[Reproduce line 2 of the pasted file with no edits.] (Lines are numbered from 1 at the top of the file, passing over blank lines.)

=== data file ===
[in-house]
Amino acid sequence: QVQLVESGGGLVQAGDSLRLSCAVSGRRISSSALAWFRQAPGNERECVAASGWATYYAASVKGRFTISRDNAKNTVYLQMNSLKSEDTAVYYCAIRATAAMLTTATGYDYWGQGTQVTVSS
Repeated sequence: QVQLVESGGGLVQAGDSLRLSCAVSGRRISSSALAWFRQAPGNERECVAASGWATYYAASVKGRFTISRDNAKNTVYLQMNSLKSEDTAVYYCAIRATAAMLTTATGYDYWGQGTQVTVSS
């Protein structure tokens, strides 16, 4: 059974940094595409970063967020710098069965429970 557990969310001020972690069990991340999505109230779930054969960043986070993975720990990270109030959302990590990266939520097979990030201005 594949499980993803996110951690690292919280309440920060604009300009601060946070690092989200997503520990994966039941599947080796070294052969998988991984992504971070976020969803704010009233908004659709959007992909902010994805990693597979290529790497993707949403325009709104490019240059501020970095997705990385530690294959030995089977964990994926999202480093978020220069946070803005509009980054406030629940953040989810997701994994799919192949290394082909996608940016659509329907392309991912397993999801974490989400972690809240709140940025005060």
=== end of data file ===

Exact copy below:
Amino acid sequence: QVQLVESGGGLVQAGDSLRLSCAVSGRRISSSALAWFRQAPGNERECVAASGWATYYAASVKGRFTISRDNAKNTVYLQMNSLKSEDTAVYYCAIRATAAMLTTATGYDYWGQGTQVTVSS